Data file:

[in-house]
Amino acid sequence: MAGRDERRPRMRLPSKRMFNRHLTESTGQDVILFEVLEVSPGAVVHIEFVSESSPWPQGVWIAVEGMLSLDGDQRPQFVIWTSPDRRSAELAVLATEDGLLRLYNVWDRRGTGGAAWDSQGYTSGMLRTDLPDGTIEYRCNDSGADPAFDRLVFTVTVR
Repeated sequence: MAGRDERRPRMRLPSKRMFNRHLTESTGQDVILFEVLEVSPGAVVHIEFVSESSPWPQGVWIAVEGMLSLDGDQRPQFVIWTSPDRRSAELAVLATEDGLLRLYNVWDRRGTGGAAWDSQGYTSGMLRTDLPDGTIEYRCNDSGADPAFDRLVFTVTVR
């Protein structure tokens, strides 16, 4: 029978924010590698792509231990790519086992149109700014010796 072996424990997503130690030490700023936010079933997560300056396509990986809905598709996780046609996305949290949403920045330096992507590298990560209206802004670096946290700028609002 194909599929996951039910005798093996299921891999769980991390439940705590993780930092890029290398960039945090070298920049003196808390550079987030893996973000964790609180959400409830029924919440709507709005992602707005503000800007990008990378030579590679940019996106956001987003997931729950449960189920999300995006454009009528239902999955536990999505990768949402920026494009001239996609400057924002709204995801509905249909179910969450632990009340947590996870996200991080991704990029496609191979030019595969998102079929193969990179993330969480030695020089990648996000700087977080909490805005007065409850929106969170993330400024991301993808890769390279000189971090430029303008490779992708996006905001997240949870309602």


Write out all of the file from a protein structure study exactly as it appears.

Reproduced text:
[in-house]
Amino acid sequence: MAGRDERRPRMRLPSKRMFNRHLTESTGQDVILFEVLEVSPGAVVHIEFVSESSPWPQGVWIAVEGMLSLDGDQRPQFVIWTSPDRRSAELAVLATEDGLLRLYNVWDRRGTGGAAWDSQGYTSGMLRTDLPDGTIEYRCNDSGADPAFDRLVFTVTVR
Repeated sequence: MAGRDERRPRMRLPSKRMFNRHLTESTGQDVILFEVLEVSPGAVVHIEFVSESSPWPQGVWIAVEGMLSLDGDQRPQFVIWTSPDRRSAELAVLATEDGLLRLYNVWDRRGTGGAAWDSQGYTSGMLRTDLPDGTIEYRCNDSGADPAFDRLVFTVTVR
């Protein structure tokens, strides 16, 4: 029978924010590698792509231990790519086992149109700014010796 072996424990997503130690030490700023936010079933997560300056396509990986809905598709996780046609996305949290949403920045330096992507590298990560209206802004670096946290700028609002 194909599929996951039910005798093996299921891999769980991390439940705590993780930092890029290398960039945090070298920049003196808390550079987030893996973000964790609180959400409830029924919440709507709005992602707005503000800007990008990378030579590679940019996106956001987003997931729950449960189920999300995006454009009528239902999955536990999505990768949402920026494009001239996609400057924002709204995801509905249909179910969450632990009340947590996870996200991080991704990029496609191979030019595969998102079929193969990179993330969480030695020089990648996000700087977080909490805005007065409850929106969170993330400024991301993808890769390279000189971090430029303008490779992708996006905001997240949870309602």